Act 1 - The Las Vegas Raiders
On March 27, 2017, the NFL ended years of speculation and announced that the Oakland Raiders would relocate to Las Vegas. The announcement left the raiders in limbo with one foot in Oakland and the other in Nevada for the 2017 and 2018 seasons. The new stadium in Las Vegas isn’t slated to open until 2020 or 2021 at the latest.
While the 2018 season looks to go as smoothly as the 2017 season did, there is now some doubt as to how the Raiders year-to-year lease of the Oakland-Alameda County Coliseum is going to pan out in 2019 and 2020, if necessary.
Oakland is suing the Raiders and the NFL over the team's move to Las Vegas, hoping for damages of $500 million. Taxpayers are still on the hook for $75 million in debt for Coliseum upgrades made decades ago to get the Raiders back from LAhttps://t.co/fhremiTbeq— Mike Rosenberg (@ByRosenberg) September 5, 2018
So, in the face of this hefty lawsuit, the Raiders are threatening to leave Oakland early. With their stadium in Las Vegas unavailable until 2020 at the absolute earliest, there is some question as to where the Raiders will play. Levi’s Stadium? Sam Boyd Field in Vegas? San Antonio? San Diego (as my brother-in-law the Raiders fan posits)? Or could they just play an an entire 16-game schedule on the road as Pro Football Talk considered.
Needless to say, the sands under the Raiders feet are shifting. What remains to be seen is how the Raiders of Oakland will transition to the family-friendly vacation destination Raiders. You can bet that the horrors of the Black Hole will no longer be tolerated in order to entice visiting team’s fans to their games. The franchise is soon to be transformed into an NFL version of Disneyland and I wonder if Raiders fans will recognize them when they take the field in the 702. Stay tuned..
Act 2 - Jon Gruden
On January 26, 2018 it was announced that Jon Gruden would be returning to the Oakland Raiders under an unprecedented 10-year $100 million contract. The longest tenured coach in Raiders history is John Madden who helmed the team for 10 seasons, from 1969-1978. I hate to be the bearer of bad news, but Jon Gruden is no John Madden.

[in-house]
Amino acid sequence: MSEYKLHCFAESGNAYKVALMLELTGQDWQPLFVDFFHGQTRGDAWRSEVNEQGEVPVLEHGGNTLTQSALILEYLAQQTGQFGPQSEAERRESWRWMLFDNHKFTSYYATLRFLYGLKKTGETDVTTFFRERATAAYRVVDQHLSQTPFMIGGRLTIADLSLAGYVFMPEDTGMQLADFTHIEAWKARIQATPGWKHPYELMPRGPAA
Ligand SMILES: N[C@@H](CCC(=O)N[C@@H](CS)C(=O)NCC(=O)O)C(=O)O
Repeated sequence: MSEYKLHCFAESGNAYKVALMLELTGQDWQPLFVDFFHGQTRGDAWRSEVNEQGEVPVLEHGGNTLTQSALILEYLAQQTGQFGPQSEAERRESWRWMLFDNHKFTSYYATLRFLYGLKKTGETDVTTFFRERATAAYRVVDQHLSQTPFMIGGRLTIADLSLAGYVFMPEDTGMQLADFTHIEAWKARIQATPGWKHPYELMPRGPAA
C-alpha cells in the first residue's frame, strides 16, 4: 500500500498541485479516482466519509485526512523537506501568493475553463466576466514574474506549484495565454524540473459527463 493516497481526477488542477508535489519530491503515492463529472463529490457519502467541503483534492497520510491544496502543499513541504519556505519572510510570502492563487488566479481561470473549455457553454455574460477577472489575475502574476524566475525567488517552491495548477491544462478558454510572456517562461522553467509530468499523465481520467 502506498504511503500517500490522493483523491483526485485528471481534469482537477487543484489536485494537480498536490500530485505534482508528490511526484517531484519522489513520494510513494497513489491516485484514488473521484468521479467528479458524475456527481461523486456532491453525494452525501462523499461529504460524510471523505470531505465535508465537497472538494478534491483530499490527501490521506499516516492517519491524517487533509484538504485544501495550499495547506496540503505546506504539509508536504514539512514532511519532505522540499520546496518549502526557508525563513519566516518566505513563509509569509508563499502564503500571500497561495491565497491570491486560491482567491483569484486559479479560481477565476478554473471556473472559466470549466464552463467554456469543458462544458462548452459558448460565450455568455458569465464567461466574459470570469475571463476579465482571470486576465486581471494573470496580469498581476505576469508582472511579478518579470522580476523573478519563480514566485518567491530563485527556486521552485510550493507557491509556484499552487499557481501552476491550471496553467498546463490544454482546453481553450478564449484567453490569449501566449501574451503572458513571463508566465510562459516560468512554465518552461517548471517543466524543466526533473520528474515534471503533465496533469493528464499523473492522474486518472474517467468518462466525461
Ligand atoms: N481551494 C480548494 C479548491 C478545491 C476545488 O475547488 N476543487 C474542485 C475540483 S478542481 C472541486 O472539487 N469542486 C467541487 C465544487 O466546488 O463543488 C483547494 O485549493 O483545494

Most of Gruden’s head coaching success came during his first tour with the Raiders, amassing a 38-26 record. Despite winning a Super Bowl with the Tampa Bay Buccaneers to cap the 2002 season, he’s just two whiskers over .500 with a record of 57-55.
While Gruden is technically a winning coach, he’s 17-years removed from the Raiders and 7-years removed from coaching. Some argue that being in the booth for Monday Night Football kept him in the game, but I say that unfettered access to the media buffet changes a man.
In the draft, the Raiders selected 3rd round prospect OT Kolton Miller with their 1st round pick. In the 2nd round, they continued to defy logic by selecting Division 1-AA DT P.J. Hall. The Raiders then traded one of their 3rd round picks to the Steelers for WR Martavis Bryant. After a lackluster camp marred by a likely drug suspension, the Raiders cut Bryant only to bring him back earlier this week with his suspension status still up in the air. While it’s hard to evaluate the success of a draft immediately after the fact, pundits and analysts alike took issue with the moves Oakland made during the draft. With all the talent on the board, Oakland, for better and likely worse, stuck to their plan... assuming they had one.
Act 3 - Marquette King
Since Gruden came to the Raiders, the changes he’s brought to the team have been Josh McDaniels-style dramatic. His first order of business was to cut Pro Bowl punter Marquette King because he didn’t like how King danced. Forget about pinning opponents deep to gain an advantage in field position. What’s truly important, more important that winning, is that the Raiders punter not draw attention to himself.
King’s replacement, rookie P Johnny Townsend appears on this week’s injury report with a right quadriceps injury. It’s unclear if it will affect his ability to play on Sunday against the Broncos.
Act 4 - Khalil Mack
As the 2018 season approached, there was a belief that the Raiders and Khalil Mack would figure out their contract woes and get something done. There was no way that the Raiders would allow a 3-time Pro Bowler, 2-time 1st Team All Pro, and 2016 Defensive Player of the Year go without a fight. There was no way they’d risk letting 40.5 sacks and 231 tackles just walk out the door. Just kidding, that’s exactly what they did.
When Howie Long retired in 1993, the Raiders would spend the next 21-years searching for their next elite pass rusher and found one in Mack. On September 1, 2018 Raiders fans were served the sobering news that Mack had been traded to the Chicago Bears. Their future hall of famer along with a 2019 2nd round pick were dealt for two 1st round picks (2019 and 2020). Just like that, he was gone. Poof!
Following the Raiders week 1 loss to the Rams, Gruden was perplexed as to why Oakland wasn’t able to pressure the opposing offense.
“When you can run the ball like they ran in the second half, it’s very hard to rush the passer,” Gruden said, via James Ham of NBC Sports Bay Area. “Obviously, we didn’t get to Goff enough, and we didn’t get to Gurley enough. We’ll take a good look at the reasons why we didn’t.”
Pssssssst... I think I know why. On Sunday night in Mack’s Chicago Bear debut, Khalil got a sack, a fumble, and returned an interception for a touchdown. Were it not for an inhuman performance from Green Bay quarterback Aaron Rogers, the story of the night would have been dominated by Khalil Mack.
The Denver Broncos host Oakland on Sunday. With all the tumult and change the Raiders are enduring, there is no reason why the Denver Broncos shouldn’t add another act to this football tragedy already underway in Oakland.